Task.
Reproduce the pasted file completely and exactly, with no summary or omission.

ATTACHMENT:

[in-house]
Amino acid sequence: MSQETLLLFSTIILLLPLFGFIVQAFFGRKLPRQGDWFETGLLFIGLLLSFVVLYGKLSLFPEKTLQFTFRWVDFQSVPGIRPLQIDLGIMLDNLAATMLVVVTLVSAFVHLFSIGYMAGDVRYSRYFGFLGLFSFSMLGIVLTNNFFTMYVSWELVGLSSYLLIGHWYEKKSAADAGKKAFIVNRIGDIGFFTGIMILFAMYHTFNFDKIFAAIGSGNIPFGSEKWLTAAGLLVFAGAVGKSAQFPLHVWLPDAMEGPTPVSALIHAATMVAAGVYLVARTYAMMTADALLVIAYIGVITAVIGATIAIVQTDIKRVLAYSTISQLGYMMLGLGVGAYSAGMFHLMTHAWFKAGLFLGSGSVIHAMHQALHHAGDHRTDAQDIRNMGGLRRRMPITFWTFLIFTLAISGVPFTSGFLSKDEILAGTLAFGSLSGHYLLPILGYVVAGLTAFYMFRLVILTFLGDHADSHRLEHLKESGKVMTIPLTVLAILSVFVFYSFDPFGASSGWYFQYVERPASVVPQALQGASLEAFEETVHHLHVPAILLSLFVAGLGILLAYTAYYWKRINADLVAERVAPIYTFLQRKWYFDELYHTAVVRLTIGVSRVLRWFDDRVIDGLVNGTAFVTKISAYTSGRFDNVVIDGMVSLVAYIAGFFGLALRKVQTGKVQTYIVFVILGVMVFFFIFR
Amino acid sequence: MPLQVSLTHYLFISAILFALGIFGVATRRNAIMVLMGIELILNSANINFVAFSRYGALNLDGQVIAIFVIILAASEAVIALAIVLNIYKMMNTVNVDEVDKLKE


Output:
[in-house]
Amino acid sequence: MSQETLLLFSTIILLLPLFGFIVQAFFGRKLPRQGDWFETGLLFIGLLLSFVVLYGKLSLFPEKTLQFTFRWVDFQSVPGIRPLQIDLGIMLDNLAATMLVVVTLVSAFVHLFSIGYMAGDVRYSRYFGFLGLFSFSMLGIVLTNNFFTMYVSWELVGLSSYLLIGHWYEKKSAADAGKKAFIVNRIGDIGFFTGIMILFAMYHTFNFDKIFAAIGSGNIPFGSEKWLTAAGLLVFAGAVGKSAQFPLHVWLPDAMEGPTPVSALIHAATMVAAGVYLVARTYAMMTADALLVIAYIGVITAVIGATIAIVQTDIKRVLAYSTISQLGYMMLGLGVGAYSAGMFHLMTHAWFKAGLFLGSGSVIHAMHQALHHAGDHRTDAQDIRNMGGLRRRMPITFWTFLIFTLAISGVPFTSGFLSKDEILAGTLAFGSLSGHYLLPILGYVVAGLTAFYMFRLVILTFLGDHADSHRLEHLKESGKVMTIPLTVLAILSVFVFYSFDPFGASSGWYFQYVERPASVVPQALQGASLEAFEETVHHLHVPAILLSLFVAGLGILLAYTAYYWKRINADLVAERVAPIYTFLQRKWYFDELYHTAVVRLTIGVSRVLRWFDDRVIDGLVNGTAFVTKISAYTSGRFDNVVIDGMVSLVAYIAGFFGLALRKVQTGKVQTYIVFVILGVMVFFFIFR
Amino acid sequence: MPLQVSLTHYLFISAILFALGIFGVATRRNAIMVLMGIELILNSANINFVAFSRYGALNLDGQVIAIFVIILAASEAVIALAIVLNIYKMMNTVNVDEVDKLKE